Perceived Impact of PCMH Status on Patients
Many physicians provided anecdotal evidence or hypothesized about how organizing like a PCMH was related to better patient care, but few had seen information they felt could help them assess the impact on utilization or clinical outcomes (Table 4). Most physicians, particularly family physicians, felt they were even less able to assess impacts on the subpopulation of CSHCN in their practice because the group was small and diverse. For those who did discuss impacts on CSHCN, they emphasized the importance of continuity of care, using registries to track patients for proactive preventive and chronic care management, and care coordination involving formal care coordinators and exchange of information with other care sites, such as EDs and specialists' offices.
Perceived Impact of PCMH-Recognition Process on Practices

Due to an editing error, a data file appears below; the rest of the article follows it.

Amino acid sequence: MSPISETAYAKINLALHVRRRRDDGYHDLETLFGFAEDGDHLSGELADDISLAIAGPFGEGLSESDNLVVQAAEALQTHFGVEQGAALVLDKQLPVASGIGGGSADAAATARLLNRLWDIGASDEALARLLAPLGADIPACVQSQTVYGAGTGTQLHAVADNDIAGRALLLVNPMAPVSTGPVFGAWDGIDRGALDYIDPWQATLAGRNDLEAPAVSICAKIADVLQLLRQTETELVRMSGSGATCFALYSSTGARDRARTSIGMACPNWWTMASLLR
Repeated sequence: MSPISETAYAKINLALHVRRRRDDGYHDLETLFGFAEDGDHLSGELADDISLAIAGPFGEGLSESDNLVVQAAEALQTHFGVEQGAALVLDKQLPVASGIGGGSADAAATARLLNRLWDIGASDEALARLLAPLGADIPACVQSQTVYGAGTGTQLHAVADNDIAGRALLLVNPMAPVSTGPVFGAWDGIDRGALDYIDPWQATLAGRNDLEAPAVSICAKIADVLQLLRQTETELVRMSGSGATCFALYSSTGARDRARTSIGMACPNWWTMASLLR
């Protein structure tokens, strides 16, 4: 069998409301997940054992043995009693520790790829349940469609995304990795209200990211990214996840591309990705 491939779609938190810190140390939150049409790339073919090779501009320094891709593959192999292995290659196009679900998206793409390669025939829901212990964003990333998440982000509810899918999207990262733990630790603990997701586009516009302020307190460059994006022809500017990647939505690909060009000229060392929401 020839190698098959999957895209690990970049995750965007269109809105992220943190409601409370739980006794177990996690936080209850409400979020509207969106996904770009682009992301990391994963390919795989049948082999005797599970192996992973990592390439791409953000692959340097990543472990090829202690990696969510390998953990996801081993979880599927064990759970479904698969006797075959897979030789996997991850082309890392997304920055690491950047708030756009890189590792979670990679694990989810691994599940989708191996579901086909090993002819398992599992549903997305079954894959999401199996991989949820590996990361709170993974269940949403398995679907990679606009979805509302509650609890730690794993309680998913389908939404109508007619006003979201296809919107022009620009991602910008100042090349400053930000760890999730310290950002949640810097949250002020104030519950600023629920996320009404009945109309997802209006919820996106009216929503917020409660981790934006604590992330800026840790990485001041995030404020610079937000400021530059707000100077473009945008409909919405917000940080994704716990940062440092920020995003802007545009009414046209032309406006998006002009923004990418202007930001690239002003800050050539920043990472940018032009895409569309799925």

Many physicians viewed PCMH-recognition as a stepping stone for improved financial arrangements with payers, including per-member-per-month care management payments on top of fee-for-service and pay-for-performance reimbursements (Table 4). Additionally, some physicians described how their practices leveraged their PCMH infrastructure for participation in additional system transformation initiatives that could be beneficial to their patients' care and their practices' reputation and finances. These included state and federally funded PCMH initiatives, health information exchanges, EHR meaningful use programs, and accountable care organizations (ACOs). In one extreme example, a family physician described how his practice expected "an extra $2 million over the next four years" through participation in a state Medicaid ACO, a state immunization database, a national practice-based research consortium, a federal quality measures reporting initiative, and a federal primary care transformation program.